Wee vs Super Tenere - Page 2 - Stromtrooper Forum : Suzuki V-Strom Motorcycle Forums
DL650 and DL650A - 2004 to 2011 DL650 from 2004-2006 (K4-K6) and DL650 or DL650A from 2007-2011 (K7-L1)

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post #11 of 13 Old 04-09-2019, 07:42 AM
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My name is on the title of both a 2014 Super Tenere and a 2012 DL 650. I have owned first generation DL 650 and DL 1000 also.

Like Big B said there is no comparison.

The DL 650 is a great bike for the cost. It is also much lighter than the ST. But even with the weight the Super Tenere handles pavement of any sort MUCH better than the DL 650. It also comes from the factory with actual brakes. Off pavement is the biggest surprise. Even heavier the Super Tenere is far superior to the DL 650 in handling rutted dirt roads, rougher terrain.

What is wrong with the Super Tenere? Because it sure seems to be a red-headed stepchild to many. It is too heavy for what it is. It takes premium fuel in an engine that really does not make enough power for its size to require premium. It seems like it doesn't have all that much power. Yet the truth is that the bike is MUCH faster than it feels. Just the way the engine delivers power and the way it sounds. Which I like, but most will tell you it sounds like a tractor!

Previous to the 2014 models the Super Tenere had some rather prominent faults. Those can be fixed, but the 2014 and newer bikes are far better in being sorted of those issues.

Shaft drive and factory cruise control are worth considerable amounts to me. Making the Super Tenere the superior touring machine out of the box by far. Commuting to work? The DL 650 is hard to beat. And it will do most everything the Super Tenere will. But without the suspension, brakes, and power it simply cannot be compared to the Super Tenere.
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'12 DL 650 '14 BMW R 1200 RT

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post #12 of 13 Old 04-09-2019, 11:32 AM
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Should Yamaha bring the girth down on the Super 10 eventually "not holding my breath", I would very much like to have one.

BRIAN "GO Buckeyes, GO Wildcats"!

2015 DL650 XT "Hector"

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post #13 of 13 Old 04-09-2019, 12:44 PM
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Like I said in a previous thread, I think the fact that the S10 falls into a black hole as far as ADV bikes go was because it was priced for a market that probably wasn't there.

It was marketed as an alternative to a BMW's GS. I couldn't find an MSRP for a 2010 Super Ten, the year they were introduced, but the price of a 2012 was listed as $13,900. A 2012 BMW R1200GS was listed at $16,150. A $2250 difference isn't to be sneezed at, but when you break it down into a monthly bike payment, over a 48 month loan with a 3.95 percent interest rate and no down payment or trade in, there's a $50.00 difference in the monthly payment. Once you start comparing the difference in OEM components, though (things like suspension, brakes, etc), it begins to seem like you're getting a lot of value for that extra $50.00. Assuming you aren't getting a deep discount from a Yamaha dealer, it becomes kind of a tough sell for Yamaha at that price range to convince a buyer they shouldn't be going German. Yamaha is kind of stuck in a nether region: to be a real BMW killer, is either has to be cheaper but maintain the same level of quality the S10 already has, or else be more expensive and offer the sort of technical sophistication that would cause a potential BMW buyer to consider the alternative. That's a tough path to walk in a market that's been dominated by BMW since what, the late 1990's? If there was such a thing as a "BMW Killer", I'm inclined to think its design would more resemble a KTM 1290 Super Adventure; it offers beastly HP that surpassed the BMW, and KTM has the off-road credibility that attracts that segment of the ADV market.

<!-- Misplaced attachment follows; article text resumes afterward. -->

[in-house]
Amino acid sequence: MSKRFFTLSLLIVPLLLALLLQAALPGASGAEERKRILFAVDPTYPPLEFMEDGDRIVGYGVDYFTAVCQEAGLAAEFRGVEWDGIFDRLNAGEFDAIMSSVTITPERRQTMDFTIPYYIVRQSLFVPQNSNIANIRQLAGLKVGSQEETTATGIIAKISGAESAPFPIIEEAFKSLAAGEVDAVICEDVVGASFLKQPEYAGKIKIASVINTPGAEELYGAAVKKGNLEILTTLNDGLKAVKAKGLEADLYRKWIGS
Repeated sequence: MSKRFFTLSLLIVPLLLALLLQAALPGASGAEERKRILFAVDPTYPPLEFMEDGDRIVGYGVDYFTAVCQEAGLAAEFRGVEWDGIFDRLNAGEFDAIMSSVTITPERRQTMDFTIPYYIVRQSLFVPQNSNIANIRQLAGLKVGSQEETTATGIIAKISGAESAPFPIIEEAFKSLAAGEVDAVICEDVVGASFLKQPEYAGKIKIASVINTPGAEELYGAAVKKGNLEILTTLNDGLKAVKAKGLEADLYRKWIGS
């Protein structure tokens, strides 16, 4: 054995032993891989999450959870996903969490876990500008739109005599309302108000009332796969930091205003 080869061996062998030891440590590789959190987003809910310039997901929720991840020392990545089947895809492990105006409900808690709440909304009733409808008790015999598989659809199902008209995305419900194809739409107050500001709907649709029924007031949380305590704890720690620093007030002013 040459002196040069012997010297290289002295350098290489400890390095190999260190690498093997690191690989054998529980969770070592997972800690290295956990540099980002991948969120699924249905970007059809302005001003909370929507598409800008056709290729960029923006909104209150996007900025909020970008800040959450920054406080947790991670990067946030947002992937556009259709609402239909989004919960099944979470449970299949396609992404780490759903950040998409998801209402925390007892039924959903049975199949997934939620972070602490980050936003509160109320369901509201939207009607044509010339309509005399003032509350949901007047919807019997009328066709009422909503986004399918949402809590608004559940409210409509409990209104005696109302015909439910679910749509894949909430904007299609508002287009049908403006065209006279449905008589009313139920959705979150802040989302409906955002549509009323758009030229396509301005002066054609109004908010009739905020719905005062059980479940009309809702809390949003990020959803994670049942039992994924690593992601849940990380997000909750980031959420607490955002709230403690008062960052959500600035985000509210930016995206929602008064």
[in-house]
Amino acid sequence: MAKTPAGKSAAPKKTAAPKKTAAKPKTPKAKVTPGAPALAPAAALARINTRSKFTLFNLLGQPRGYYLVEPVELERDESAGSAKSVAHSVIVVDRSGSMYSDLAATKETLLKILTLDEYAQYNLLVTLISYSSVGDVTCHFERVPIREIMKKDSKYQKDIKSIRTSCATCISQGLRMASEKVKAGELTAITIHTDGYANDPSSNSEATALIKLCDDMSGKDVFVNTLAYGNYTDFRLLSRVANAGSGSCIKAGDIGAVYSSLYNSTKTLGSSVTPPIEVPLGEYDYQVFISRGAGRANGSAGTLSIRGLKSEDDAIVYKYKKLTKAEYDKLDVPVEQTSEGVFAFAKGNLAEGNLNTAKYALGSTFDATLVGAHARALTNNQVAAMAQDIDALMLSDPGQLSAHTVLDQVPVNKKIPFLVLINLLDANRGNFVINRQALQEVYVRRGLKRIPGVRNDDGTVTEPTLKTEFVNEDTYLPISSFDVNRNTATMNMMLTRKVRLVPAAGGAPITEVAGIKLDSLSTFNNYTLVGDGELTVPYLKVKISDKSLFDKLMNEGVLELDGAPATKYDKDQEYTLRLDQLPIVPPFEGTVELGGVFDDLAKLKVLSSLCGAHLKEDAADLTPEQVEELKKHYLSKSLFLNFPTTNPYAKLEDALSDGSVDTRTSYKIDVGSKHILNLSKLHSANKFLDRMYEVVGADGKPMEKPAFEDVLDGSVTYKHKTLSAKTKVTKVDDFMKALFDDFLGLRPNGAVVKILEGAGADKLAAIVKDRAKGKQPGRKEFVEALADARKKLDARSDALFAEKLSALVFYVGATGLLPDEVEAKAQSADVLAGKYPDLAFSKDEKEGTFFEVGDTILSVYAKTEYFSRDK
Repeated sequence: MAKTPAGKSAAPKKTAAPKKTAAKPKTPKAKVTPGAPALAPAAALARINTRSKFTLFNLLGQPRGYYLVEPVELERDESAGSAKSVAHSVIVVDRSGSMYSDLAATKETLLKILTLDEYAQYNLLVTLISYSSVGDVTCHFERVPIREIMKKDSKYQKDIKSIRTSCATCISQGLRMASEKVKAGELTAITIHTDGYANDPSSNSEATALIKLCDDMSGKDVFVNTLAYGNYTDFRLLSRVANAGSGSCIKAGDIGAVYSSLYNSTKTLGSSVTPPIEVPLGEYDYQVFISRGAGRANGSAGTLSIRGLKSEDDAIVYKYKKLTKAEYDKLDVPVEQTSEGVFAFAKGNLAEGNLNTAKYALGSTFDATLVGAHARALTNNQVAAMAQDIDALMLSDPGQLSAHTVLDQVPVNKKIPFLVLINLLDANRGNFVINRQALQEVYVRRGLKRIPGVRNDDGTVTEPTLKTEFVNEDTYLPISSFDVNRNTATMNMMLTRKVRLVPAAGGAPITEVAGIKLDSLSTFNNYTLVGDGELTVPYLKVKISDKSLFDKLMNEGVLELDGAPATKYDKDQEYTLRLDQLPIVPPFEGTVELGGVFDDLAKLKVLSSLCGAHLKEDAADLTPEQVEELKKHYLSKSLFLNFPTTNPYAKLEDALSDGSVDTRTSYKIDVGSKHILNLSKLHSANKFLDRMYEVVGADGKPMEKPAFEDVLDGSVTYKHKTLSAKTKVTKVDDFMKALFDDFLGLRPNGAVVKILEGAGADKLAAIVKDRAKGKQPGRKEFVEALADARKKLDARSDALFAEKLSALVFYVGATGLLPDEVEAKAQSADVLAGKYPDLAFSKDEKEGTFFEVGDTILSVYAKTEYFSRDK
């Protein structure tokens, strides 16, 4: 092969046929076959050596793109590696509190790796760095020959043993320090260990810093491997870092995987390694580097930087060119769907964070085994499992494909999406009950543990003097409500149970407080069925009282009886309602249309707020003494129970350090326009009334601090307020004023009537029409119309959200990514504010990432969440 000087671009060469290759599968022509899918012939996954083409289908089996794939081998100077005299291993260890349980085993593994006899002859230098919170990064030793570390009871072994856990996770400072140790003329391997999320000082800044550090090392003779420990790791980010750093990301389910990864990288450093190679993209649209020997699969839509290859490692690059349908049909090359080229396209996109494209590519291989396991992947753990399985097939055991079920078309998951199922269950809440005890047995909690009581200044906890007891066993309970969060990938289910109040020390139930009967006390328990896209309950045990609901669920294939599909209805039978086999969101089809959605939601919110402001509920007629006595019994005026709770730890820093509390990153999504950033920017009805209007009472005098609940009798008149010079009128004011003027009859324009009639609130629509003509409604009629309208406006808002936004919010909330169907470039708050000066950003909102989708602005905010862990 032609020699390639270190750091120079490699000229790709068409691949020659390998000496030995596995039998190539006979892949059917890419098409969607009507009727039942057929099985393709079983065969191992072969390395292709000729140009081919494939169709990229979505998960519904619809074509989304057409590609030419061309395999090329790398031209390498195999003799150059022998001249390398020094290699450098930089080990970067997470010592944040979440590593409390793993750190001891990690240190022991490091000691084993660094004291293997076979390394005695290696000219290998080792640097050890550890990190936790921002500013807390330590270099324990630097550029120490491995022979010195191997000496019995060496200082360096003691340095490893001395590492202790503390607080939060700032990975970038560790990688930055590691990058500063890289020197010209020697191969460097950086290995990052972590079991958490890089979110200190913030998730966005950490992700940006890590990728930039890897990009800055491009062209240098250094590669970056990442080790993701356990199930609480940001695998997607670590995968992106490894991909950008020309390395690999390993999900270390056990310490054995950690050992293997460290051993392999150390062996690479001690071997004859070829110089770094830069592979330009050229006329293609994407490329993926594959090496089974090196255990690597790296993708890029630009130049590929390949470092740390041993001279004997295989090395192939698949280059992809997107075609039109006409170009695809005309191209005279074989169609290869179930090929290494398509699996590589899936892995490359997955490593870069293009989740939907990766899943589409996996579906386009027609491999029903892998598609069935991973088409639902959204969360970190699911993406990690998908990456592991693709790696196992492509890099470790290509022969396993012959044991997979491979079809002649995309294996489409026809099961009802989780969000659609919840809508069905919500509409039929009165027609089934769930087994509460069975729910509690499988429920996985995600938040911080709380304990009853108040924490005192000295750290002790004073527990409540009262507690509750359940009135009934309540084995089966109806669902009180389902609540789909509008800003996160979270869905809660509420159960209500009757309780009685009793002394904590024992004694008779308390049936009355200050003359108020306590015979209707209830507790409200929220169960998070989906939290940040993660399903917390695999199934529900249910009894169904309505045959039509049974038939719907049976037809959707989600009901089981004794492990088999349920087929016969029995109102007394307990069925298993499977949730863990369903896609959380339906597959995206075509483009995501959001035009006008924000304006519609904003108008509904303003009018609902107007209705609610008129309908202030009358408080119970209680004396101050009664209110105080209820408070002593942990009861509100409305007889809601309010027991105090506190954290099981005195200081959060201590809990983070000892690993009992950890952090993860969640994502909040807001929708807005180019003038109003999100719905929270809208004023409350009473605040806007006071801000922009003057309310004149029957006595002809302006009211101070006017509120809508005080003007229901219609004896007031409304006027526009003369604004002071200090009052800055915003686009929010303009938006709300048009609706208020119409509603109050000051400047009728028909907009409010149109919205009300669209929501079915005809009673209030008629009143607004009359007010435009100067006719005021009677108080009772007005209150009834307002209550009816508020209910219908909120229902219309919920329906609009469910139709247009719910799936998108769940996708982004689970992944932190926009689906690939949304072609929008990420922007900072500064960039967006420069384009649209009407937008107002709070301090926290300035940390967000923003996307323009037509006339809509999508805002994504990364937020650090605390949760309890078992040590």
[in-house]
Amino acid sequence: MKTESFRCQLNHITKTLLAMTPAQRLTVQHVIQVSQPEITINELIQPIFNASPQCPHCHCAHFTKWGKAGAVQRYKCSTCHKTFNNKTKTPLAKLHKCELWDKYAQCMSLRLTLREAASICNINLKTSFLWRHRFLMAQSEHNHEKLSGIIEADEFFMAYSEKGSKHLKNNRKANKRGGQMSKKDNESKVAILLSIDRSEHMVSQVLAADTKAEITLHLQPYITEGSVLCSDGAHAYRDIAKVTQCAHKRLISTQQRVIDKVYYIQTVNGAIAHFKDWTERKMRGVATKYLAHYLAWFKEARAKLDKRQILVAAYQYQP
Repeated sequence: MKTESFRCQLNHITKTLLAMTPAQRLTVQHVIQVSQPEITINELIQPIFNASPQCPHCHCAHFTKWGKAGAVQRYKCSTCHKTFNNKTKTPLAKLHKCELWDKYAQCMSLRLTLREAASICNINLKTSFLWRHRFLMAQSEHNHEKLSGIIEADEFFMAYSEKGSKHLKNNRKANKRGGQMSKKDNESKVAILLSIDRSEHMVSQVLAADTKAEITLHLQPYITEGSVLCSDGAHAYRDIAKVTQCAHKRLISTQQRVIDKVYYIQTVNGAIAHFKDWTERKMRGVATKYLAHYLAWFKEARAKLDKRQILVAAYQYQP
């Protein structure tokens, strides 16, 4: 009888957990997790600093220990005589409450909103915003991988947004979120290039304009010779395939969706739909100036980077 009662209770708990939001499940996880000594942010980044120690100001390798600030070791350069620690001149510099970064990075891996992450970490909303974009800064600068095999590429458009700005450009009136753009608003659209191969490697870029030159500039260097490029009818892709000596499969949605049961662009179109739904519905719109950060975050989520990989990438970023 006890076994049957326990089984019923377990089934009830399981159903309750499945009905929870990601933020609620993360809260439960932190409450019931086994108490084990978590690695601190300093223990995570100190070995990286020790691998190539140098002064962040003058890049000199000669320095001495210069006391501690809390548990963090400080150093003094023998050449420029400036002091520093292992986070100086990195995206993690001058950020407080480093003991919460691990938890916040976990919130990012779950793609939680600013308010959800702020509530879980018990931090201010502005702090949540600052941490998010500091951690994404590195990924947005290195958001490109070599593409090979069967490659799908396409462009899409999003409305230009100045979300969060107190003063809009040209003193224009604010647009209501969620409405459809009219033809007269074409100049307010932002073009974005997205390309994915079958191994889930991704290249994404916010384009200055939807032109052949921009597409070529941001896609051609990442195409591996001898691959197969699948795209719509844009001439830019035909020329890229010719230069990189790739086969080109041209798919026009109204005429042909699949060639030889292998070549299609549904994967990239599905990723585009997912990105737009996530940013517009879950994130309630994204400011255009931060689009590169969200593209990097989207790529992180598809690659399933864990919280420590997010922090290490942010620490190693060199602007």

There's really no comparison between a DL650 and a Super Tenere, and that doesn't detract at all from the excellence of the 650 as a motorcycle. I would gladly have kept the Suzuki if I'd had room for it. But I've ridden both on multi-day cross country tours, and I'd never go back to the Suzuki for that. It just doesn't suit me as well as the Yamaha, and the difference in component quality is distinct. I chose a Super Ten based on the fact that is was in my "paid in full" price range (especially with the discount I got from buying it out of state), the nationwide dealer presence, the bike's reputation for reliability, and it's potential as a trouble free touring platform. I have pretty much zero interest in its off road ability; talking about the off road capabilities of 600 pound plus bikes is like talking about who's the skinniest person on a "My 600 Pound Life" reunion show. Strip away all the "Adventure Bike" marketing BS, and it's a modern day UJM, and that's what I was looking for. Its girth doesn't bother me a bit; in fact, I love the way it looks from the front with the panniers and crash bar bags on it. Every time I look at it in the garage, it seems like it's yelling "just stop gawking at me, let's go to Utah!".
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